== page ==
In December 2014, Helsingborg opened a cold gas filling station for liquefied biogas (LBG) and compressed natural gas (CNG) to serve heavy trucks. These renewable gases are starting to compete with more traditional diesel fuel. A revolution has begun.
Environmentally conscious shippers, trucking companies, truck manufacturers, and other companies are spearheading the development and distribution of liquid biogas. In Helsingborg, this includes ICA, Volvo, Cryo AGA, Processkontroll, Preem and BSS; and trucking companies like HVF, DSV, Viebkes and Tommy Nordberghs.
Running on biogas through half of Sweden
“The new filling station is operated by Öresundskraft and represents an investment of more than SEK 30 million,” says Magnus Extergren, project manager for the filling station.
“The station is located in VERA Park, an industrial complex, adjacent to the municipal waste company NSR’s plant on the outskirts of Helsingborg. The station has separate pumps for light and heavy vehicles. The location near the E6 makes it possible for a truck to run on biogas from southern Sweden to the Mälardalen region, almost half the length of Sweden,” continues Extergren.
Biogas offers the lowest emissions of carbon dioxide, particulates and nitrogen oxides compared to other fuels. Carbon dioxide emissions can be reduced by 90 percent compared to diesel.
ICA in the driver’s seat
ICA, with a cargo terminal in Helsingborg, is an important catalyst for the use of liquid biogas. The terminal accommodates up to 500 trucks a day making it one of ICA’s largest. In a couple of years, it will serve 1,000 trucks per day.
“ICA’s environmental goal is to reduce carbon emissions by 30 percent in real terms from 2006 to 2020. Here in Helsingborg, we were the first to introduce maximum emissions in our contracts with shippers. A cold gas filling station is a prerequisite for this goal and very welcome,” says Marcus Gustafsson, business developer for ICA Sweden AB.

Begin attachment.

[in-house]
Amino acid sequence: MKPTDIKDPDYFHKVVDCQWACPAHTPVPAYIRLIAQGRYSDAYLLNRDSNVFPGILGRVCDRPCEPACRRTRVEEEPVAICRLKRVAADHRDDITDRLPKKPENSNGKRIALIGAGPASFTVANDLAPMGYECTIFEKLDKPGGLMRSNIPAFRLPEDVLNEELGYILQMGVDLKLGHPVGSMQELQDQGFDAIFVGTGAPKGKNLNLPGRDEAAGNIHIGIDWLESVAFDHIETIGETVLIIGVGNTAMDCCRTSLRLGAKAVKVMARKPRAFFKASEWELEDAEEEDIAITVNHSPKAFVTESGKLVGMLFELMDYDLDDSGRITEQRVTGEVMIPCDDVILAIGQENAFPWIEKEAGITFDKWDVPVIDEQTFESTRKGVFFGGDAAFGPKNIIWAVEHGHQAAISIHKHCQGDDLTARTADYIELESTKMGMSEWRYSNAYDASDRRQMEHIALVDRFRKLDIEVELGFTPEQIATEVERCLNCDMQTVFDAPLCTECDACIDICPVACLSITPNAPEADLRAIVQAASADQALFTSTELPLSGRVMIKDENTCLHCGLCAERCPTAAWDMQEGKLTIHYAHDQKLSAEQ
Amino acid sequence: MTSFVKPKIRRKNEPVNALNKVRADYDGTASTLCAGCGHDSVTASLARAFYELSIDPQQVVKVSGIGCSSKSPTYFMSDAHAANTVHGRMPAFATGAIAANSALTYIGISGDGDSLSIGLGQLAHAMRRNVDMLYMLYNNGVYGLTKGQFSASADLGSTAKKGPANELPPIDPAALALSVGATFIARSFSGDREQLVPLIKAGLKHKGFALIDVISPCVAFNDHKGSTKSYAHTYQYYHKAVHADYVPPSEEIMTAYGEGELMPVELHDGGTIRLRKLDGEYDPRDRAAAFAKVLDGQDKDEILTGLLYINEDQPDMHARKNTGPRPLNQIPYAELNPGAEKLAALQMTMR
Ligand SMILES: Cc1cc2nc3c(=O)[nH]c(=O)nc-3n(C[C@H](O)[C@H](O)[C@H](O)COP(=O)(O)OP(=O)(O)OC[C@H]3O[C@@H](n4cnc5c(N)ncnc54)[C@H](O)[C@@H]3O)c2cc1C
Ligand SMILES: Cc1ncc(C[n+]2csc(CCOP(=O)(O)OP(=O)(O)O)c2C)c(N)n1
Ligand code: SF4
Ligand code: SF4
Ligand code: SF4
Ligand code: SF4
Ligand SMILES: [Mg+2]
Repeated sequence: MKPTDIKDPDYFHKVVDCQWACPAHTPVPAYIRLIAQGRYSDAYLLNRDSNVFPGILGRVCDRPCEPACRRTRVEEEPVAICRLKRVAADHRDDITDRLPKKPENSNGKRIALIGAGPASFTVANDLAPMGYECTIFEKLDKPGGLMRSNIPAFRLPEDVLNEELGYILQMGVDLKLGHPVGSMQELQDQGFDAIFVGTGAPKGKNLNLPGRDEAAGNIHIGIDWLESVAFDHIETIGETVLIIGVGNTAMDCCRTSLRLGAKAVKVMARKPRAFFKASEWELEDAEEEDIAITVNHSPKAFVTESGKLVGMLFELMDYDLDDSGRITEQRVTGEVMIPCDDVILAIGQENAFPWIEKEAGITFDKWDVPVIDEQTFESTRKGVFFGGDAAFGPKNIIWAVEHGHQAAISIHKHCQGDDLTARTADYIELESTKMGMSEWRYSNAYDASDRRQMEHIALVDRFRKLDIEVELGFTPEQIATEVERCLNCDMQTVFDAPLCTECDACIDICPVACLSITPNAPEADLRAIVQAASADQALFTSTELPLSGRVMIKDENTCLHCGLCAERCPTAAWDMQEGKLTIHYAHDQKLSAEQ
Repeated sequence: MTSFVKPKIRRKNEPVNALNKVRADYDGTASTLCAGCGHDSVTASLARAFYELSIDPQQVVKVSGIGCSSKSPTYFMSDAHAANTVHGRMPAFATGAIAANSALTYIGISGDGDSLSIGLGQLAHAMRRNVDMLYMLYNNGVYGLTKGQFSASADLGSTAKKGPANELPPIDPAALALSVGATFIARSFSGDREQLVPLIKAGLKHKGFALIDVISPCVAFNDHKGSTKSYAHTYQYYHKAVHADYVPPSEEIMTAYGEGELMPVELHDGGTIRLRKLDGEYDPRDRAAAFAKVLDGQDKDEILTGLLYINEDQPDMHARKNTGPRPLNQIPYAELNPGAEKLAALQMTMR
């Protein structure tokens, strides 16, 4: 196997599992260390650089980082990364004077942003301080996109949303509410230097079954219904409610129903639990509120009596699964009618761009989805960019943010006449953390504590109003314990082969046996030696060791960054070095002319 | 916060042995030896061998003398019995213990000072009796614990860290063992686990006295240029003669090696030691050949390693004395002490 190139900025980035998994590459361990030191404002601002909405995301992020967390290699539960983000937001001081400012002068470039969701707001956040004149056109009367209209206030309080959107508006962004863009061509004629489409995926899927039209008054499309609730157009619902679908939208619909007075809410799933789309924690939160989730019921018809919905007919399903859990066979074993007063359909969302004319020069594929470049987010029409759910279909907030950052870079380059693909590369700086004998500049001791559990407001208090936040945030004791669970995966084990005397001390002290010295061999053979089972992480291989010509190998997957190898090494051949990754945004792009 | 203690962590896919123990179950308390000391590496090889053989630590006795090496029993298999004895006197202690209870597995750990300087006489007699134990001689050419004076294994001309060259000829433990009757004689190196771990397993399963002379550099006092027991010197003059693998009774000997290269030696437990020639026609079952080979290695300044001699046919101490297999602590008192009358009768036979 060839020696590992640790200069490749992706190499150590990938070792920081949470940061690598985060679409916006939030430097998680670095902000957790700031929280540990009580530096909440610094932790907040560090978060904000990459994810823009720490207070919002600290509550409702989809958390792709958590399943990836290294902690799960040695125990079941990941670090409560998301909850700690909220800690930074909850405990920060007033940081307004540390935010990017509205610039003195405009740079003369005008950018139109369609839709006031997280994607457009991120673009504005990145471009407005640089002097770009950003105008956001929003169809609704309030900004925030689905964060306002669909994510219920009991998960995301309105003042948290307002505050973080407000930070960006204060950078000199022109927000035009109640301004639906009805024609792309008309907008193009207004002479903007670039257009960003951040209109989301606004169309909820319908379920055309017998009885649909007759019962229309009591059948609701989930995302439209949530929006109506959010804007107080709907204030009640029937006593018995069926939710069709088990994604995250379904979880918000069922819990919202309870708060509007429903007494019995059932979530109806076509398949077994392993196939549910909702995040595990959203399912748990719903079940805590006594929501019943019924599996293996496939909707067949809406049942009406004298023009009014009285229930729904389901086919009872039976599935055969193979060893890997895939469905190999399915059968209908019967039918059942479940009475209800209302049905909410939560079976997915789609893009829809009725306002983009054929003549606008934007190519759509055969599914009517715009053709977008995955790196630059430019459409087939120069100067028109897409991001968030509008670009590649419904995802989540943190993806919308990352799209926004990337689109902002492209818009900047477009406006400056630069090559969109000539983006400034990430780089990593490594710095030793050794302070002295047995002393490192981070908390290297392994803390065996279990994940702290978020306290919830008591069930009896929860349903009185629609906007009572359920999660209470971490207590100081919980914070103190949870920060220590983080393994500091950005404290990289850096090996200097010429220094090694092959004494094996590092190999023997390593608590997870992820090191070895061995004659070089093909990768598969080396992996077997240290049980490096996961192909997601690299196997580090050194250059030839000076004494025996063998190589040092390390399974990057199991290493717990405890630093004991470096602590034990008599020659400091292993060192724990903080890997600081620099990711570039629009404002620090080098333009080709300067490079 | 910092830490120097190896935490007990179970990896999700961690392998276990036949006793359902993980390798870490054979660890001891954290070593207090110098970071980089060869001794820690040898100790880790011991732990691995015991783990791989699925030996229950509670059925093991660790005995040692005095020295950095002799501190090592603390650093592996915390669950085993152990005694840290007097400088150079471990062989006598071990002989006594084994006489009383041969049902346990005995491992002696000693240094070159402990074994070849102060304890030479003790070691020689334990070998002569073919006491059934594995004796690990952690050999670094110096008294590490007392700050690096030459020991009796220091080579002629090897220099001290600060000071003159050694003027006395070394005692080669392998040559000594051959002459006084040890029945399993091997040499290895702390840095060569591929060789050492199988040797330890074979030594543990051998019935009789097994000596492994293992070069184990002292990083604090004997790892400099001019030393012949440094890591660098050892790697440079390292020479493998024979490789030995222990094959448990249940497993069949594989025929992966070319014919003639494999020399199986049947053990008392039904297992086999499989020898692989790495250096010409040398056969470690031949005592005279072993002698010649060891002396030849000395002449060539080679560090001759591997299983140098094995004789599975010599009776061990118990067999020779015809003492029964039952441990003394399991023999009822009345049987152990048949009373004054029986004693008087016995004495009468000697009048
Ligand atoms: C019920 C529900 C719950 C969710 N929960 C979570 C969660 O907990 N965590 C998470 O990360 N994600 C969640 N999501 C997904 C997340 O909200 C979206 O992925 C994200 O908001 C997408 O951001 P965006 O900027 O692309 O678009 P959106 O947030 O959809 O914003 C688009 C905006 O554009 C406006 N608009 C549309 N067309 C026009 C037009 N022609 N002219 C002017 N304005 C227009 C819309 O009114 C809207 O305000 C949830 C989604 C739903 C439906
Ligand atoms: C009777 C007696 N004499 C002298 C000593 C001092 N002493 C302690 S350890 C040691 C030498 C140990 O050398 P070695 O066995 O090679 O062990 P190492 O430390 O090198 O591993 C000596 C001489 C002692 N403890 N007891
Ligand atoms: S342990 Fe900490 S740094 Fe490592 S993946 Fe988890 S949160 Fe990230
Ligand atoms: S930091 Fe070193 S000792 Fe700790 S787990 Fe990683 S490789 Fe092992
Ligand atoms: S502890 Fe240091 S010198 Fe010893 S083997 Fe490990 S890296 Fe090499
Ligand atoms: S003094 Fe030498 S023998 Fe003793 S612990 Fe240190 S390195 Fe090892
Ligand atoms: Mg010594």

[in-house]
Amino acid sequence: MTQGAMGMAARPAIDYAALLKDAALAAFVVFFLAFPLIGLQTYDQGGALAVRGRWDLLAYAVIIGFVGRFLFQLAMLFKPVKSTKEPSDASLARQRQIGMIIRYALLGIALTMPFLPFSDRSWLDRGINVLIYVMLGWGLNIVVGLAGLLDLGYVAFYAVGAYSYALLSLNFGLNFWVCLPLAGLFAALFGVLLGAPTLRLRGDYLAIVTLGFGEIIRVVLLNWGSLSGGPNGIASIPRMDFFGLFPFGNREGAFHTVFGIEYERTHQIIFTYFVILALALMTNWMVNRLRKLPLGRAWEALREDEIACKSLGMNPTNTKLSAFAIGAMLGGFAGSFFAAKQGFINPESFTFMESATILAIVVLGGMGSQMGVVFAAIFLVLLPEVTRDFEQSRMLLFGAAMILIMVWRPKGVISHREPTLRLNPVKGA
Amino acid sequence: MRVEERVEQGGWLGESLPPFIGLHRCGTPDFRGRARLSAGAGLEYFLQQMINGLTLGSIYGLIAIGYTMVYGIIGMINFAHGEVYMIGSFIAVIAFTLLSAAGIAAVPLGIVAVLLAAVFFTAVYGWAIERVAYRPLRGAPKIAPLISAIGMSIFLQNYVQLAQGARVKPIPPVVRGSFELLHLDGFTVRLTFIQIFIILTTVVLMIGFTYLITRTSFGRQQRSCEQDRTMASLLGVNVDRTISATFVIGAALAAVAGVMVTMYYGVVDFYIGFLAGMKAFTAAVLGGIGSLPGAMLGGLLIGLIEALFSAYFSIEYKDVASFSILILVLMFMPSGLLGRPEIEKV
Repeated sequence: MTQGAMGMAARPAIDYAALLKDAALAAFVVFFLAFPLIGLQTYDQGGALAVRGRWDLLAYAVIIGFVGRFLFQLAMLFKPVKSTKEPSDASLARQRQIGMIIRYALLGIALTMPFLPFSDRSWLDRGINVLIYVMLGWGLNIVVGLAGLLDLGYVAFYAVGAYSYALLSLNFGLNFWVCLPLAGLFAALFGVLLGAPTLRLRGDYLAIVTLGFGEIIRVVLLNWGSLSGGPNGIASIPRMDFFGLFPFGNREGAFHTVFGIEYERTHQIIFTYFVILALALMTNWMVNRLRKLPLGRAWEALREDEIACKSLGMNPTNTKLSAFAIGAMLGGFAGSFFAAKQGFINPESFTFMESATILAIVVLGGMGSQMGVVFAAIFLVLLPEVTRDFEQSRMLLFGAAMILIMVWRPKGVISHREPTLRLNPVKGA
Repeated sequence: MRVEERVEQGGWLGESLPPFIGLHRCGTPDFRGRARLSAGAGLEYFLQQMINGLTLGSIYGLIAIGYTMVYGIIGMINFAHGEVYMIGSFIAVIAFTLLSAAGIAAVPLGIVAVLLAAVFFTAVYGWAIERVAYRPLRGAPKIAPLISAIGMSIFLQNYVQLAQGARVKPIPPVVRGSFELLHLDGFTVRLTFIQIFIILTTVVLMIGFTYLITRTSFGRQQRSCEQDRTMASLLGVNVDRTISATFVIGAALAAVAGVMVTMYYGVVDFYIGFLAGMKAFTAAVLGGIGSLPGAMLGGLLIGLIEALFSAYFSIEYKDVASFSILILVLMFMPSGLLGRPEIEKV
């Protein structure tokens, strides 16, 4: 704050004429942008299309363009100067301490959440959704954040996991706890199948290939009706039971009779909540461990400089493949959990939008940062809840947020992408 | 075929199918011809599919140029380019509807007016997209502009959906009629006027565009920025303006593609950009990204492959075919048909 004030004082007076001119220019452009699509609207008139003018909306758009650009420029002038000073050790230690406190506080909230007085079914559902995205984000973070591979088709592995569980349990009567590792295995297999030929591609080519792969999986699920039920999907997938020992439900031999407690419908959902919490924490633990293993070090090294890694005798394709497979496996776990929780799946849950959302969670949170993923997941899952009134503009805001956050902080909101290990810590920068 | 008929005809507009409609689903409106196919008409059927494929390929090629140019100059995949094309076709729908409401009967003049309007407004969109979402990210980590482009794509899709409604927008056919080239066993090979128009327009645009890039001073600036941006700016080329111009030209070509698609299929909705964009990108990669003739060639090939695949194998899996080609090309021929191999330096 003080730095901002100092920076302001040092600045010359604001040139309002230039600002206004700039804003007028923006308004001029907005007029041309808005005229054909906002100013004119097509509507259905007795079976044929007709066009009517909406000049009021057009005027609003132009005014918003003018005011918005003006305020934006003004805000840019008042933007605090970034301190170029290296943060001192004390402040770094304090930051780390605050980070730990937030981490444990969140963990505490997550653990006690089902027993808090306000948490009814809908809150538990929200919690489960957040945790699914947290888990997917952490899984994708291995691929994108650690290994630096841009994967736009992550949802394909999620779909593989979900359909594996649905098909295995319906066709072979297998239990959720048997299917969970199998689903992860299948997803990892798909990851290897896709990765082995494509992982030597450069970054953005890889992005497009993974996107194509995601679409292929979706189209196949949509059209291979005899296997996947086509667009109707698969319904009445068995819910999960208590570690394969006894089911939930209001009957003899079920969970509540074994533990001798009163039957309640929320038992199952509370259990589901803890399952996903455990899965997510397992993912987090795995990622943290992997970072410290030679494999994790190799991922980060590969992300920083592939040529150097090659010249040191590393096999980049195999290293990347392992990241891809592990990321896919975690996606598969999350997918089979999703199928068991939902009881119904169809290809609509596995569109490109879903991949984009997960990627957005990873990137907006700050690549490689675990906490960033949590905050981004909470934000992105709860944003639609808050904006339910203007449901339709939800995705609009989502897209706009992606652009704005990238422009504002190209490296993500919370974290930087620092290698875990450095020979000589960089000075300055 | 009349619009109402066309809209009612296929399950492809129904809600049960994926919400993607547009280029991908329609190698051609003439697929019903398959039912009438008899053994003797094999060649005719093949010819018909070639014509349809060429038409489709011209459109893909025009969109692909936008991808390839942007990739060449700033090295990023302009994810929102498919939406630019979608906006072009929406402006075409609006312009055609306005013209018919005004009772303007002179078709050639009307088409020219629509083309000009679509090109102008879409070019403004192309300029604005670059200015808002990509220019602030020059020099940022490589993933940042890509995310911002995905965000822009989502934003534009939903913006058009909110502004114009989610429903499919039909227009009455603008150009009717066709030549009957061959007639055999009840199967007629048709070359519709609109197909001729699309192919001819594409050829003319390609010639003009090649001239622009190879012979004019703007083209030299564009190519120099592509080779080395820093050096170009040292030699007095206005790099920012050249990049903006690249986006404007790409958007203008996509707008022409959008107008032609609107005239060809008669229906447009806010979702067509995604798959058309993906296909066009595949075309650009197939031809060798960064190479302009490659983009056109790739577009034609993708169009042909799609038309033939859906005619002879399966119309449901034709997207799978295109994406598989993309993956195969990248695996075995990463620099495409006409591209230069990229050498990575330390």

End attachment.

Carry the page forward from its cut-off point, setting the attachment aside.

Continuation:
Liquefied gas for the long haul
Liquid gas requires tanks and engines adapted to the new technology. Part of the company’s business strategy is to work with Volvo Trucks to promote the introduction of liquefied natural gas and biogas as a viable fuel for commercial heavy trucks.
Volvo’s methane-diesel concept makes it possible to use liquid gas in diesel engines for long-distance transport. Volvo’s FM methane-diesel engines are equipped with new technology that uses liquid gas as the main fuel. The truck engine is already available in Sweden, the Netherlands and the UK and is being introduced in Spain, Italy, Germany, Belgium and France.
Volvo FM methane-diesel engines are used in vehicles with a total weight of 40-60 tons. Diesel fuel is used to ignite the LNG. The proportions are up to 75 percent gas and 25 percent diesel, depending on the type of transport and driving cycle. The pressurized gas tank stores the gas at a temperature between C °-130 and – C 140 ° to keep it liquid.
Data from Volvo indicates reduced carbon dioxide emissions of 10,000 tons of LNG and 40,000 tons of LBG during the lifecycle of 50 trucks.
Local production of liquid biogas
Nordvästra Skånes Renhållningsbolag (NSR) produces biogas by anaerobic digestion of organic waste from households and businesses and is located close to the new refueling station.
In 2013, the biogas plant’s capacity was doubled. Approximately 9 million liters of fossil fuel (petrol) per year can now be replaced by biogas.
The plant is one of the nation’s largest for co-digestion of food waste and manure. The gas is first purged of carbon dioxide and the energy-rich methane gas is sold as vehicle fuel. Liquidgas Biofuel Genesis AB (LBG AB), partly owned by NSR, is responsible for the gas purification and production.
NSR produces the usual compressed biogas. Fordonsgas Sverige supplies the liquid vehicle gas from Linkoping, currently the only facility of its kind in Sweden for the production of liquid biogas. Öresundskraft aims to become a supplier of liquefied biogas produced in Skåne and is considering investing in a plant to manufacture liquid gas from biogas. The biogas from NSR is a viable raw material, but large-scale production requires several different sources. One possible addition is liquid biogas produced from cow manure from Skåne.
Conversion to sustainable transport
Anders Östlund, president of Öresundskraft, is happy with the new filling station. “It represents an important step in the transition to a sustainable transport system. We see a great interest in reducing the carbon footprint from the distribution of goods. The same applies to many other industries where a large part of the climate impact is caused by transport. Transportation companies must keep abreast of developments in liquefied biogas. International automotive manufacturers such as Volvo have already shown that the technology is available. With our infrastructure, we can together begin to replace fossil fuels with renewable ones.”
This article was published in December 2014